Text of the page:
Lara Croft: Tomb Raider (2001)


Having fired the fantasies of immeasurable groping, salivating teen fellas, it was only a matter of time before someone brought Lara Croft and her generous belongings to the big screen. The video game character could’ve made for a relatively interesting series of films, but in the hands of director Simon West the project winds up starting as a complicated, ridiculous, strikingly tiresome mess.

Lara Croft: Tomb Raider is incredibly passé from an effects standpoint and the movie’s many action sequences are careless and impossible to follow. There’s very little spatial bearing, for one thing, and characters bound around in all sorts of different directions in sequences that are bewildering and scrambled. It doesn’t help that West directs with a peculiar amalgam of zooms and flat-out obnoxious shots.

Angelina Jolie is wisely cast as Croft, a rich “tomb raider.” She is a treasure hunter, assisted by her housekeeper (Chris Barrie) and a gadget guy (Noah Taylor) as she ventures around the world getting into trouble and seeking out relics for the glory of it. Croft’s father (Jon Voight) is missing and Lara is haunted by his memory. She soon discovers that he’s left behind some clues to the Triangle of Light, a much-coveted relic.

Of course, the search for the Triangle of Light dumps Lara Croft in the middle of an absurd plot that involves a bunch of other treasure hunters trying to find the thing. This includes the Illuminati and Manfred Powell (Iain Glen), whose interest in the Triangle is sinister. There’s also fellow tomb raider Alex West (Daniel Craig), who’s in it for the money.

The good news is that Jolie makes a hell of a Lara Croft. She’s nice to look at, of course, but she also generates a good sense of fun with the character. There are the requisite shots of her phenomenal form, crammed into snug attire and taking unavoidably stimulating showers. She is well-costumed and in marvellous shape, which provides plenty of jaw-dropping images.

Unfortunately, Jolie doesn’t have much to work with. The plot is less than compelling, with the whole Illuminati villainy a really bland choice. Glen lacks intrigue and suspense as the bad guy, while Craig is lacklustre with his unwise American accent.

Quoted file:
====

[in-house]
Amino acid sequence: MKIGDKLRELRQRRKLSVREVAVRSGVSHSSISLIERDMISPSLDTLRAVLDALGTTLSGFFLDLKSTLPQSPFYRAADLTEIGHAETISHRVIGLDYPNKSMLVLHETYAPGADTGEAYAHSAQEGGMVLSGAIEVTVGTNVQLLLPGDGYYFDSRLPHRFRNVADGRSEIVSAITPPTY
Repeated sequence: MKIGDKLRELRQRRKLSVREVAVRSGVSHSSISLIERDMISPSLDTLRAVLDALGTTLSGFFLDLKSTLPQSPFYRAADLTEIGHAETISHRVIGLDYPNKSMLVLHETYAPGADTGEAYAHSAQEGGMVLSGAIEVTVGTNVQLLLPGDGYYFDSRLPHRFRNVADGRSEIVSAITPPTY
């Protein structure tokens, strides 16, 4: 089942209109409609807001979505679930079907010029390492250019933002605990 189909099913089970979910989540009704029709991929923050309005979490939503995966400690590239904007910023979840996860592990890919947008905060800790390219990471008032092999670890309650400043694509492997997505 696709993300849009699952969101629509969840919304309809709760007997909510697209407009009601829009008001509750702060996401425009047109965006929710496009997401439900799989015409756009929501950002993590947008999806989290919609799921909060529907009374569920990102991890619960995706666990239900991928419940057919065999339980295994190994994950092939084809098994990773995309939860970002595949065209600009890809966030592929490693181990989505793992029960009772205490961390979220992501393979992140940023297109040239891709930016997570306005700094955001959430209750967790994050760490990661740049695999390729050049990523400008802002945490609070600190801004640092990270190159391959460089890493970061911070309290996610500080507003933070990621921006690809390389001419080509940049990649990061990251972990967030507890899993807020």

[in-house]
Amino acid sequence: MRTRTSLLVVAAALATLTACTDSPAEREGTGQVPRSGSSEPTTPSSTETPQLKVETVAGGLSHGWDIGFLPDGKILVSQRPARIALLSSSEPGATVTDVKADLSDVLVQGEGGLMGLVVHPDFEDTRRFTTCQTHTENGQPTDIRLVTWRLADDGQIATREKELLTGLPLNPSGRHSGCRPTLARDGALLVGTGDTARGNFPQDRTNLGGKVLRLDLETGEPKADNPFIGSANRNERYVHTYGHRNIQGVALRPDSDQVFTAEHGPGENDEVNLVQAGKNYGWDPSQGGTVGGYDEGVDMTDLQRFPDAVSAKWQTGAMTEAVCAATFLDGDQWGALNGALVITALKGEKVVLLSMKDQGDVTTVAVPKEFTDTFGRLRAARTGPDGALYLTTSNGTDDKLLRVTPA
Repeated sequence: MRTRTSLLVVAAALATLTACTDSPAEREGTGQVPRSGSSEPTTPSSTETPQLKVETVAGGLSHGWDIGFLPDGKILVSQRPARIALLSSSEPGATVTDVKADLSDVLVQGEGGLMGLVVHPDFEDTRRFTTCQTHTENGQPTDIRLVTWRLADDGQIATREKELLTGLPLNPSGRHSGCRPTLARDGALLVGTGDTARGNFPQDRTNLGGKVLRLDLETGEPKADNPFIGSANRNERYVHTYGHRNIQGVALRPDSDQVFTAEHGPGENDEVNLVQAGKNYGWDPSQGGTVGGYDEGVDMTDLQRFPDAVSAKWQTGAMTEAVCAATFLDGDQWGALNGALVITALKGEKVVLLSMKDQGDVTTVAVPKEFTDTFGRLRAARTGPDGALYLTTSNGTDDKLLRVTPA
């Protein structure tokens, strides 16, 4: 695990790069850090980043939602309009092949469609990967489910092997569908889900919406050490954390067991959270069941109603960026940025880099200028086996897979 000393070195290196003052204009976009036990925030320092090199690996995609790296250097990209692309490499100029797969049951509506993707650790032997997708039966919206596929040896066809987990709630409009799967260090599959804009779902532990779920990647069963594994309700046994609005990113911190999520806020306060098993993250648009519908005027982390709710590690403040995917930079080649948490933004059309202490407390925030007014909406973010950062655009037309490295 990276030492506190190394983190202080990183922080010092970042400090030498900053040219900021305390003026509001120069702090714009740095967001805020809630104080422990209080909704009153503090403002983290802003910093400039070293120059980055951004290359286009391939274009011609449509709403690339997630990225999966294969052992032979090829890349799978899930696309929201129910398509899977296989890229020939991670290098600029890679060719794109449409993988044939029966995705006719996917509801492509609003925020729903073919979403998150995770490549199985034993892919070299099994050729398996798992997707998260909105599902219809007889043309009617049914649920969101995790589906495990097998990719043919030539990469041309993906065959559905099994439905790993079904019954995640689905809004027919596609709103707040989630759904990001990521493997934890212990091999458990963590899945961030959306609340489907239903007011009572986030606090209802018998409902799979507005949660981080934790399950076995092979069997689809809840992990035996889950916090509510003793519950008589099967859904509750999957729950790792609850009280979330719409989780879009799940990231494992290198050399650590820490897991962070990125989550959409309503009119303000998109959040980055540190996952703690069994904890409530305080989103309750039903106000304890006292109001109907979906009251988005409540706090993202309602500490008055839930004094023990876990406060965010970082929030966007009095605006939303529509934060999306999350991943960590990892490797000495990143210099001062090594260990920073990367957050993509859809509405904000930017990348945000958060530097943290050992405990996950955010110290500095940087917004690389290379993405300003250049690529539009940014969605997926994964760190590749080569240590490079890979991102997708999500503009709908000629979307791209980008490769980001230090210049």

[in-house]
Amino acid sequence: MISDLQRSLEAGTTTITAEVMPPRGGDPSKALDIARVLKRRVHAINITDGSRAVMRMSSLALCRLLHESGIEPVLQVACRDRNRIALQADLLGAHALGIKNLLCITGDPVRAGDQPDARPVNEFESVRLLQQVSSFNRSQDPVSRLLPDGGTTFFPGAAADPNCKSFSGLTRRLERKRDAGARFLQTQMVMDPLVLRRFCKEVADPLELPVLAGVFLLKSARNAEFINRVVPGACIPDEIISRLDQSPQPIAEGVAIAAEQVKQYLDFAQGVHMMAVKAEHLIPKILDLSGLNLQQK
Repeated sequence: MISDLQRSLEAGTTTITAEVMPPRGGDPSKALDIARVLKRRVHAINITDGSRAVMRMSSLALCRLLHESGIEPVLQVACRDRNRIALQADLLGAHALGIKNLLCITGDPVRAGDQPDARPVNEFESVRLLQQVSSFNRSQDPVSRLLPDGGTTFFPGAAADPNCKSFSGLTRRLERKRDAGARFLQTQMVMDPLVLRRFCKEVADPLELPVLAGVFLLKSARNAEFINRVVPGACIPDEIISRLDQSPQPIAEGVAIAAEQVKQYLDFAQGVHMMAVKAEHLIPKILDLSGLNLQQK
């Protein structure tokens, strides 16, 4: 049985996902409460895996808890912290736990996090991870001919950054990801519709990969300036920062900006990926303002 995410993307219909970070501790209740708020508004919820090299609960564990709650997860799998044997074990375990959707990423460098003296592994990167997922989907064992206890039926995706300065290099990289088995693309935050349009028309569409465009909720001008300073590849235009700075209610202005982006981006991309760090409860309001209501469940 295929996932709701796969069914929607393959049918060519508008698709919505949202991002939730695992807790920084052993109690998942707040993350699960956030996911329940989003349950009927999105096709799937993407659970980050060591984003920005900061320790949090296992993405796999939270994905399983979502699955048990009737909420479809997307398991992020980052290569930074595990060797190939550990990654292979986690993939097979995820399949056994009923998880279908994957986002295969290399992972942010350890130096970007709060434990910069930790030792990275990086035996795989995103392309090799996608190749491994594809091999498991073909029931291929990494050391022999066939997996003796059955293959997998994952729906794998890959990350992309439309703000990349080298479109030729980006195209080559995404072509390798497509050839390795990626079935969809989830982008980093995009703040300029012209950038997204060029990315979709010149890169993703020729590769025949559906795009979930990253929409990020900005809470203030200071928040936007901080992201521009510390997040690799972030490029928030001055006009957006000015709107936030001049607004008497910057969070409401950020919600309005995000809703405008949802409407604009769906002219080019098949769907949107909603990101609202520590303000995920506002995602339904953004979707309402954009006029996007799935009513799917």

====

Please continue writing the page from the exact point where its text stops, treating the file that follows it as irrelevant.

The movie looks like it was made on a series of flimsy sets, even the on-location material, and it never feels quite as grand as it should. The interior shots are insipid and West’s capturing of Cambodia and its temples, abandoned for hundreds of years, leaves a lot to be desired – even as it tries to serve as the movie’s spiritual core.

With the deliriously hard-to-follow action scenes and the fake-looking backdrops, matters get worse when it becomes apparent that West and Co. are taking Lara Croft: Tomb Raider far too seriously. The film’s sense of fun only appears on Jolie’s arresting lips, with the other characters and elements drawn down in a sea of sluggishness and stupidity (not the good kind). Despite the fact that there always appears to be something going on, most of this flick is surprisingly dull.

Lara Croft: Tomb Raider made enough of a box office splash to spawn a sequel, but the series pretty much died off after that. The character is ripe with potential and Jolie is impeccably cast, but West’s designs are lethargic and deeply unsound. The action scenes are indistinguishable and the plot is a difficult mass of drivel. Beyond the exquisite eye candy, there aren’t many reasons to see this.


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